2. Our Marriage is More Difficult than Others.
I hear this one quite frequently. I suppose it is because most people are so adept at hiding their flaws. They post only the good stuff on social media, they tell just the good stories to friends, and they smile even when they are dying inside. Let me tell you the truth, every couple I know struggles. Even those people who you think have it all together have conflicts. If you were to pull back the veil on their marriage, you would find all kinds of flaws and failures.

Believing this lie makes it easier to give up. We think our marriage is the only one struggling, so it must be a lost cause. It is a lie to believe that your marriage is any more difficult than the average marriage.

3. My Spouse is the Problem in This Marriage.
Please hear me carefully. I am not saying your spouse does not have issues. They do. But, let’s be honest, so do you. You just think your flaws are minor. You think yours are endearing and understandable. Even if you do not have the same problems as your spouse, I bet you struggle with communication. You hide your feelings and thoughts behind your passive-aggressive behavior. Once again, I have never met a couple where one person was the problem. Sure, you may see one of the people’s faults easier, but I assure you, there are problems on both sides.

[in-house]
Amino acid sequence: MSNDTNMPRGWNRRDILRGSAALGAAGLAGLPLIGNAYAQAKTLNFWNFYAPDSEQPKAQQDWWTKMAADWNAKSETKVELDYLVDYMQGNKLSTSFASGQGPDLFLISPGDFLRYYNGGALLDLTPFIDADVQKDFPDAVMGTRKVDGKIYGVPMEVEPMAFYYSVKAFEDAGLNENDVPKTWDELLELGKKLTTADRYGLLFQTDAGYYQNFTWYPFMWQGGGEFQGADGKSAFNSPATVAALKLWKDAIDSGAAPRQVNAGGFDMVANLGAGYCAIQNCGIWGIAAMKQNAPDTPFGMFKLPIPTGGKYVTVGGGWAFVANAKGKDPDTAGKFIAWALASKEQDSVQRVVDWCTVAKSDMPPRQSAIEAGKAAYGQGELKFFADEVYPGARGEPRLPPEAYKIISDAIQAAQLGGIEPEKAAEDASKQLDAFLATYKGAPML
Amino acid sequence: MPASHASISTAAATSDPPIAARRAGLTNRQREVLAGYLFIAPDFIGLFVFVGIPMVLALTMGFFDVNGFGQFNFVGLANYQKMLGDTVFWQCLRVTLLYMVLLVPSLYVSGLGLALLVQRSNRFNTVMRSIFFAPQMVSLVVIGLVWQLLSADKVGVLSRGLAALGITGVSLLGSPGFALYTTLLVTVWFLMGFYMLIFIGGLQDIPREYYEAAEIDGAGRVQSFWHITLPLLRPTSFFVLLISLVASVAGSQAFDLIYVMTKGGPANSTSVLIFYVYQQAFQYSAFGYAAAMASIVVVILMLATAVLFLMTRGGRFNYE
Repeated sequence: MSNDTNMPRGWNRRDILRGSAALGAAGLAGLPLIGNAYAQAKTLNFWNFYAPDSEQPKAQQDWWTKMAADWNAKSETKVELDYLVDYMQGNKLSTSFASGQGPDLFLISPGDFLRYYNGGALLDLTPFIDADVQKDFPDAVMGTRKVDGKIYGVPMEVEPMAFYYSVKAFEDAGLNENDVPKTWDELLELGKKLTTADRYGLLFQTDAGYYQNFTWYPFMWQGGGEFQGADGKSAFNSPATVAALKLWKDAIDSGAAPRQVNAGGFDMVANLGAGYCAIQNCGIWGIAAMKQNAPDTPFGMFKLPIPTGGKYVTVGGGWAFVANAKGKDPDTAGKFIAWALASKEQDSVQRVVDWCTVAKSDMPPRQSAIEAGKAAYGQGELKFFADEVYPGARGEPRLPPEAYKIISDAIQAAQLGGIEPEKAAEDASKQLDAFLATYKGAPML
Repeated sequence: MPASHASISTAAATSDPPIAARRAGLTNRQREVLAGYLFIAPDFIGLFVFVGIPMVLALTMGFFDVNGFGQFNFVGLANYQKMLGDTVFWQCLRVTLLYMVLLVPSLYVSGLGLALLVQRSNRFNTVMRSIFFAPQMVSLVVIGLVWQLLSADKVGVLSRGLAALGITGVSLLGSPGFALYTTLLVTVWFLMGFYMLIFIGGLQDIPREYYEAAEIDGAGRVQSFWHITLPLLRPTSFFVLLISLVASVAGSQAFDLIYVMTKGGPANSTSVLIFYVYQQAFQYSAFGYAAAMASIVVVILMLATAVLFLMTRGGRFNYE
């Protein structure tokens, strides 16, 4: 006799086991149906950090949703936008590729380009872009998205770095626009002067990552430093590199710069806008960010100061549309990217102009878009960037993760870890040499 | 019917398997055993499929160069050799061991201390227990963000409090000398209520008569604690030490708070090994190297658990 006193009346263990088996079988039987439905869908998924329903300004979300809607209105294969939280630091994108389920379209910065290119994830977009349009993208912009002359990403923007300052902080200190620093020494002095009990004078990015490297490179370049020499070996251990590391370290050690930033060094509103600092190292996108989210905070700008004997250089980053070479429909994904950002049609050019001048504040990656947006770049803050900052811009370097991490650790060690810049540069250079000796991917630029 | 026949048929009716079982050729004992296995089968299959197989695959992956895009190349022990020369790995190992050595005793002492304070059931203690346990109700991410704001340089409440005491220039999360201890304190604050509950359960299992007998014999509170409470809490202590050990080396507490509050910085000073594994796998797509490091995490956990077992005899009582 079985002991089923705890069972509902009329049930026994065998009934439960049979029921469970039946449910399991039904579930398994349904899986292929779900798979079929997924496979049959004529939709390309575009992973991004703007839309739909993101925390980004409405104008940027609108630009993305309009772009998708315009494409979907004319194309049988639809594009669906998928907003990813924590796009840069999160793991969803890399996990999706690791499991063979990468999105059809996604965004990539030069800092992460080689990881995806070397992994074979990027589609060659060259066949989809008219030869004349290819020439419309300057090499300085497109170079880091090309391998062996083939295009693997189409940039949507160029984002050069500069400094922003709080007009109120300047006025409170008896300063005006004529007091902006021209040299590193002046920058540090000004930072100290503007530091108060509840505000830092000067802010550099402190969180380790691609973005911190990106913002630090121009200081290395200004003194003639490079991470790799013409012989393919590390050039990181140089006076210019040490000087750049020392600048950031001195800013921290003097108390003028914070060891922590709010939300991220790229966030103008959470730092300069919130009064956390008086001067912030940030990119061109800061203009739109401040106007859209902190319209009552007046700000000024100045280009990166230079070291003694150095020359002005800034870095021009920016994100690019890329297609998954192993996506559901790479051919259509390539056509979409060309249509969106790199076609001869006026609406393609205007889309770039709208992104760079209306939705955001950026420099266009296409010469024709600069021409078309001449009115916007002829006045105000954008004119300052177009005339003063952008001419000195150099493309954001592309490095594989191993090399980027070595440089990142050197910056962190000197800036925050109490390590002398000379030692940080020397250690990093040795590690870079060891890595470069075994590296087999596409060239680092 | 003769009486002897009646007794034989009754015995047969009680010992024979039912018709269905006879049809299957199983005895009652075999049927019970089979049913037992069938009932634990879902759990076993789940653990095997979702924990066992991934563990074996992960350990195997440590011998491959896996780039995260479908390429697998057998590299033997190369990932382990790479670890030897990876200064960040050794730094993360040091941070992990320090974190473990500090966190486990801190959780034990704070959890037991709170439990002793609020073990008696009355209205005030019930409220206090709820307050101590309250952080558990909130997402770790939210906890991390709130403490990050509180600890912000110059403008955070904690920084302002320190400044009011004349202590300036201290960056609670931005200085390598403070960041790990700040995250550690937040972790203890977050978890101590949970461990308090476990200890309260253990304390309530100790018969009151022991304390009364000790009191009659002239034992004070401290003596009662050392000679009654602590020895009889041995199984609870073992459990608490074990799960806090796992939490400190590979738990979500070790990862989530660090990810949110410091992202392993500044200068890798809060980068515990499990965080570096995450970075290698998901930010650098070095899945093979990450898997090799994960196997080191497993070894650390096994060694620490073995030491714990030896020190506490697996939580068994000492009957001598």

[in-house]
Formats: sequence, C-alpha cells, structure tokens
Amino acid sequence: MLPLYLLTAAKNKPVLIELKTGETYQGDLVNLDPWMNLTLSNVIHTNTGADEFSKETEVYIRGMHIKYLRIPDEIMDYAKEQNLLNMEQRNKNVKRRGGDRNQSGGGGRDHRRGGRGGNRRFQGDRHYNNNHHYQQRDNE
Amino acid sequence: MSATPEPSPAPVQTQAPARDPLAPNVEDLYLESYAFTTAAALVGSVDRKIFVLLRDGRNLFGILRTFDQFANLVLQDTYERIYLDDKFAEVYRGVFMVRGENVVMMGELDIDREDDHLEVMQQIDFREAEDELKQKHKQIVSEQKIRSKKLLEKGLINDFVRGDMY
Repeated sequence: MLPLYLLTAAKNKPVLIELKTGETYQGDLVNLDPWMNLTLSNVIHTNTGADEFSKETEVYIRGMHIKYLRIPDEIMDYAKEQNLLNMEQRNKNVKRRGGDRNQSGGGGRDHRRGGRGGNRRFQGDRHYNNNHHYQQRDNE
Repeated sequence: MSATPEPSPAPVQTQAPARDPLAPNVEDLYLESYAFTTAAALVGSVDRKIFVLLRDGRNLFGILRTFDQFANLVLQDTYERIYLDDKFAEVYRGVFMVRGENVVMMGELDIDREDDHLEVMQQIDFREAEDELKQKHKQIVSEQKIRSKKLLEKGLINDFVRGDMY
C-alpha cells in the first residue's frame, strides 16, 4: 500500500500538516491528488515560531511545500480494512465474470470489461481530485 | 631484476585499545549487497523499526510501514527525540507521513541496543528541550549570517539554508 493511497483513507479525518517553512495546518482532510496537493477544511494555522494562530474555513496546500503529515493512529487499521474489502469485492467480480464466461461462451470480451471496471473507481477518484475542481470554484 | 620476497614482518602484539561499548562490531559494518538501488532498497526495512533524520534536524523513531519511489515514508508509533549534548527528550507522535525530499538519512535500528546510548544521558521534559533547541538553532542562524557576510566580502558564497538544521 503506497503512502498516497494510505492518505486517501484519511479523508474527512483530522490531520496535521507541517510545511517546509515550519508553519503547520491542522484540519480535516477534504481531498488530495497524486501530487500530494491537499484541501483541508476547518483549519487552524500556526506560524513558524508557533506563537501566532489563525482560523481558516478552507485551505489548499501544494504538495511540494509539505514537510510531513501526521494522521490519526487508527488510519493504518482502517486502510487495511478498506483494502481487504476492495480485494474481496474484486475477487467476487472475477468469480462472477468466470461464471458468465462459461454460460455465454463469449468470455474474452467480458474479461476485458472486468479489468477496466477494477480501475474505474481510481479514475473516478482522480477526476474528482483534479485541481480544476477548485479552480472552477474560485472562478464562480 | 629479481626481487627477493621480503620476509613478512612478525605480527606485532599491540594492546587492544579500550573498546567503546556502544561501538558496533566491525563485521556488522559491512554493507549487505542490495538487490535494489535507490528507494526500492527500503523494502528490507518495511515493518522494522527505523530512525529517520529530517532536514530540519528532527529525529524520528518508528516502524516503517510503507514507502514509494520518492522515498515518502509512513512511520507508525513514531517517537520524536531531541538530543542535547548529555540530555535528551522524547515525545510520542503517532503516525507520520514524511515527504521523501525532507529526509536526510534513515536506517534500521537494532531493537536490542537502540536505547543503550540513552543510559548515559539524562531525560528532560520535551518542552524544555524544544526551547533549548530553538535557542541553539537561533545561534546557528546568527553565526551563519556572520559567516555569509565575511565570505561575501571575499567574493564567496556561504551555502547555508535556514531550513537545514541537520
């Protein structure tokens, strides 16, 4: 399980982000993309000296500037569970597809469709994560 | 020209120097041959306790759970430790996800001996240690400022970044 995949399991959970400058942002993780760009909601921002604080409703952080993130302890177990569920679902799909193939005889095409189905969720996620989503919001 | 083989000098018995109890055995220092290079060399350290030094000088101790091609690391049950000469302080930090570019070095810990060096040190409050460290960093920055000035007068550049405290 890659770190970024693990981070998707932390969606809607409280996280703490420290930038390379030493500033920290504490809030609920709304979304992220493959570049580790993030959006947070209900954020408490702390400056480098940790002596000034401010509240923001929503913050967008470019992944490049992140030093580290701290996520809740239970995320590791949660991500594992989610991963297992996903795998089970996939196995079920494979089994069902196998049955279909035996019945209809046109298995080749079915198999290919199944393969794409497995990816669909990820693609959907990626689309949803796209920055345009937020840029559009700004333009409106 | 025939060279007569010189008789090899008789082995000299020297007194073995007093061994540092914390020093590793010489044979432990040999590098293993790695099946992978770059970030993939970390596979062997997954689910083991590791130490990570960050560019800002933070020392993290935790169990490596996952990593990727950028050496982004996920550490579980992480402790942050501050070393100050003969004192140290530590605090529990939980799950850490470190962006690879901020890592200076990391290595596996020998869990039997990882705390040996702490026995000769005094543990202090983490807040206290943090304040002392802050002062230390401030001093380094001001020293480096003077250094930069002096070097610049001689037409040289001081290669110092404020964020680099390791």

If you we think the failures in our marriage are the result of my spouse, then we become passive. We believe, “They need to work on themselves, and I will wait till they get it worked out.” Trust me you have flaws of your own that you can be working on right now.

Valentines Day is a great day to celebrate love and declare to the world that you are in a caring relationship. I hope you celebrated and had an enjoyable evening. I also hope you understand that great marriages are built in the days following the holiday. People with long-lasting, wonderful unions are those who ignore the lies they were told, and they do the work that needs to be done. They labor every day to be the best spouse they can be even in the difficult times.